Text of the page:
Ghost of Kyiv ‘out for the soul of occupiers’
Ukraine’s armed forces have published a photograph purported to be of a fighter pilot known as the Ghost of Kyiv, who is claimed to have shot down ten Russian warplanes.
The image of an unnamed pilot with an oxygen mask and dark visor sitting in the cockpit of his MiG-29 and gesturing towards the missiles on the fighter jet does not show his face.
It was captioned with a message to the Russians: “Hello, occupier, I’m coming for your soul!”
The supposed ace has become a symbol of the country’s courage and hope. The term has also been used to refer to the entire Ukrainian air force, or the country’s fighting spirit. Whether an urban legend or reality, the Ukrainian general staff published the latest image of the pilot, with a caption identifying him as the Ghost of Kyiv.
President Zelensky has urged Nato and its allies to impose a no-fly zone but the requests have been rejected.
The US also vetoed a plan by Poland to send more MiGs to Ukraine via Nato.
Britain and the US have pledged surface-to-air missiles, including Patriot missiles and the Starstreak shoulder-mounted weapon, to bolster defences.
Ben Wallace, the UK defence secretary, previously suggested that a no-fly zone would also apply to Ukrainian forces, taking away “one of the few weapons” its defenders had against the aggressors.
A western official said it was surprising Putin’s forces had failed to gain dominance in the skies. “That’s clearly significant,” he said. “Doctrine would say that they destroy all the air defences and completely dominate the skies and then they can support ground troops as they move forward. They’ve not been able to do so.
“The Ukrainians have been incredibly smart about how they’ve dispersed their forces and sustained and endured their ability to provide air defences and indeed to fly aircraft. This would have totally disrupted Russian plans and even now we are seeing, in terms of sorties being flown by the Russians, they are limited in their range and their ability.”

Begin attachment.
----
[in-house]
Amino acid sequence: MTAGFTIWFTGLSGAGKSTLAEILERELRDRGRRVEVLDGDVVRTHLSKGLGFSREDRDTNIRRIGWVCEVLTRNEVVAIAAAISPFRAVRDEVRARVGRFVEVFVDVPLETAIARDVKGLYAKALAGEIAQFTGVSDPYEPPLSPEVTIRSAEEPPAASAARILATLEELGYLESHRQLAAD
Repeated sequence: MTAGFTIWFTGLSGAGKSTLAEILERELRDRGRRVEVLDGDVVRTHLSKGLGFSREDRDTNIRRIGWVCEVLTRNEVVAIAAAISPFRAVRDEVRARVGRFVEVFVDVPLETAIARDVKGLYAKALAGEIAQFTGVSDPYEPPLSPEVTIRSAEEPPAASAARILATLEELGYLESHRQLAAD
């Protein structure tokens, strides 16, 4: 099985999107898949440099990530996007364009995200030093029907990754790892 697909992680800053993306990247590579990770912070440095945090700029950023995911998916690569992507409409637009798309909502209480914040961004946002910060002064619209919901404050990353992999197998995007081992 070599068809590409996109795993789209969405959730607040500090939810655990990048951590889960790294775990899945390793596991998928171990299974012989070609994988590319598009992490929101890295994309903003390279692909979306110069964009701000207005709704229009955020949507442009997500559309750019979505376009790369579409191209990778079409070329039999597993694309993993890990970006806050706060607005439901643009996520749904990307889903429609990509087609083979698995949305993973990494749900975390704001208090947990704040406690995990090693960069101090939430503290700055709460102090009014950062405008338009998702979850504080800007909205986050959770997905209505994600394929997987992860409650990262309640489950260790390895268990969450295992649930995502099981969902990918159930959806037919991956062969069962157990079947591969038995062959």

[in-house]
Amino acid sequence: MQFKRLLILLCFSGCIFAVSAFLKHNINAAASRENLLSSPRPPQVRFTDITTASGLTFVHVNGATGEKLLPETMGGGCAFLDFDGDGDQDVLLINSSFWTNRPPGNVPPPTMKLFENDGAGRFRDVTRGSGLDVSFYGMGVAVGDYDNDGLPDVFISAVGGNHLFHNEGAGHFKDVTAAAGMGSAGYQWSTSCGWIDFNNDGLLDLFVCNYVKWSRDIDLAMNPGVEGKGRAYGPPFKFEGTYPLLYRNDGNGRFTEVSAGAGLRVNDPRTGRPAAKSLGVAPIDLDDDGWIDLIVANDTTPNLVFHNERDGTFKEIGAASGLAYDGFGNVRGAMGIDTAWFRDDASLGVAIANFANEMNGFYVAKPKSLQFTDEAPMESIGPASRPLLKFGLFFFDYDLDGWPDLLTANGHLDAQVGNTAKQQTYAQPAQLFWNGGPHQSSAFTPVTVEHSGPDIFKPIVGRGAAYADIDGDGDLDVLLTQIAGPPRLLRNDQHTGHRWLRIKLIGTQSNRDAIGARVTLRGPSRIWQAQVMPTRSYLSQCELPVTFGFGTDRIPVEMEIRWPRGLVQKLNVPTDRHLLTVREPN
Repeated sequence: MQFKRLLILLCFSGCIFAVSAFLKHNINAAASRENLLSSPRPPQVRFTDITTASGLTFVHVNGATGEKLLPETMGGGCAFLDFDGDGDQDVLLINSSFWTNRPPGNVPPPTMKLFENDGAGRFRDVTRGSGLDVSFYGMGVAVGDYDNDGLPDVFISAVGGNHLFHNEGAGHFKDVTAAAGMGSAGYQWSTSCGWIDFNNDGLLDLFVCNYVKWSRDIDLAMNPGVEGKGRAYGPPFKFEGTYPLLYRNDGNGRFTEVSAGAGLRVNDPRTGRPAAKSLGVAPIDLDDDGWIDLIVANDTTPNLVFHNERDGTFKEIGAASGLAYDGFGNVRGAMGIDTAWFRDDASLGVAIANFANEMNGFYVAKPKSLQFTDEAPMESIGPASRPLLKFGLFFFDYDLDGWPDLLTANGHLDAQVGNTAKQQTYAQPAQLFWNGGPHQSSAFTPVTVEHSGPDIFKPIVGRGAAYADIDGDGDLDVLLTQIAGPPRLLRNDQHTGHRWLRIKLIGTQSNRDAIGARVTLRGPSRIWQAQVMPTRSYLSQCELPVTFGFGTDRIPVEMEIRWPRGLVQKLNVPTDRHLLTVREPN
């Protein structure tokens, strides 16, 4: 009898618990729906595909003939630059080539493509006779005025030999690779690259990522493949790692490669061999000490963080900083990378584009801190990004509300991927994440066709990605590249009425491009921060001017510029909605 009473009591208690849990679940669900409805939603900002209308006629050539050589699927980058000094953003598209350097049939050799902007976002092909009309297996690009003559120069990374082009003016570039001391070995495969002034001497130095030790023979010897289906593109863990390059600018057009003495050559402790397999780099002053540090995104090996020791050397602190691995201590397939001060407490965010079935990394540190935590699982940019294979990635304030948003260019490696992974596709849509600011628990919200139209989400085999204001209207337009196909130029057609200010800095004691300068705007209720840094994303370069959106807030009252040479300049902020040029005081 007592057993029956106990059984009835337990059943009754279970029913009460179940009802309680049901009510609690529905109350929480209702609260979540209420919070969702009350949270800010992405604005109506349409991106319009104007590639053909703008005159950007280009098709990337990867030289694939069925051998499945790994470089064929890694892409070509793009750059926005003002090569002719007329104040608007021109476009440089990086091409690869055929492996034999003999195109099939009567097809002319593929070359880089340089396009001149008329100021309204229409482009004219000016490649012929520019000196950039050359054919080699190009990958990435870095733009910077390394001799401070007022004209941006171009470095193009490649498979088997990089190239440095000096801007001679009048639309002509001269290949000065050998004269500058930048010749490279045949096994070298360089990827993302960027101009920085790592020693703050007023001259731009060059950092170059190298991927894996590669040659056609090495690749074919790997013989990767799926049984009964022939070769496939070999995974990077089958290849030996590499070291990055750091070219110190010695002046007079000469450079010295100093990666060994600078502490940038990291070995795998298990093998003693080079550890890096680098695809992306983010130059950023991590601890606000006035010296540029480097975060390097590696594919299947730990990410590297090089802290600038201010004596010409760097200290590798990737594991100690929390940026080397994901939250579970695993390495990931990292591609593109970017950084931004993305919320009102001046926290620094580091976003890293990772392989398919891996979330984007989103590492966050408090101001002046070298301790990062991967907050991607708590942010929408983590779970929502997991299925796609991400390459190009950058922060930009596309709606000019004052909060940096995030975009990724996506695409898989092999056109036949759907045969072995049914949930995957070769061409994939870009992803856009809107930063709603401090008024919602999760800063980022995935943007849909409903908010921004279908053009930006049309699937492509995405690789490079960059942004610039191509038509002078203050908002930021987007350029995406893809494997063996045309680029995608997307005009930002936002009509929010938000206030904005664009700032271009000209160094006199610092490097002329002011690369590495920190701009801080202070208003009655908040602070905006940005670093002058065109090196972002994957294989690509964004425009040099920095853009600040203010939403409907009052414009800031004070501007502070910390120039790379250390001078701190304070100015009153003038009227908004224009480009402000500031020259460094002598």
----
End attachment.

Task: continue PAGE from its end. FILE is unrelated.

The official said the Russians had been targeting airfields in western Ukraine used by the defending forces, which are believed to have about 56 fighter jets remaining.
At the start of the conflict Russia had 1,172 combat-capable aircraft, including 97 Su-35S Flankers, its latest jet. Ukraine had 124 aircraft, including 36 older MiG-29 Fulcrums.
Warplanes have been lost on both sides but despite its greater size, Russia has not achieved air superiority. Ukraine’s commanders have claimed almost daily to have shot down Russian jets with aircraft as well as surface-to-air missiles. Ukraine has also used Bayraktar TB2 drones, which are manufactured in Turkey, to attack the invading forces from the skies.
The Facebook page of the Ukrainian general staff has regularly published images of the wreckage of Russian aircraft, including Su-35 jets with verifiable serial numbers.
However, Ukraine’s air force has been unable to stop the relentless bombardment of its cities.
The western official, asked whether the Ghost of Kyiv was real, said: “I don’t know, but it is pretty incredible that there are still Ukrainian aircraft flying in Ukrainian air space.”
Ukraine’s most sophisticated attack drone is about as stealthy as a crop duster: slow, low-flying and completely defenceless. So when the Russian invasion began, many experts expected the few drones that the Ukrainian forces managed to get off the ground would be shot down in hours.
But more than two weeks into the conflict, Ukraine’s drones — Turkish Bayraktar TB2 models that buzz along at about half the speed of a Cessna — are not only still flying, they also shoot guided missiles at Russian missile launchers, tanks and trains, according to US officials.
The drones have become a sort of lumbering canary in the war’s coal mine.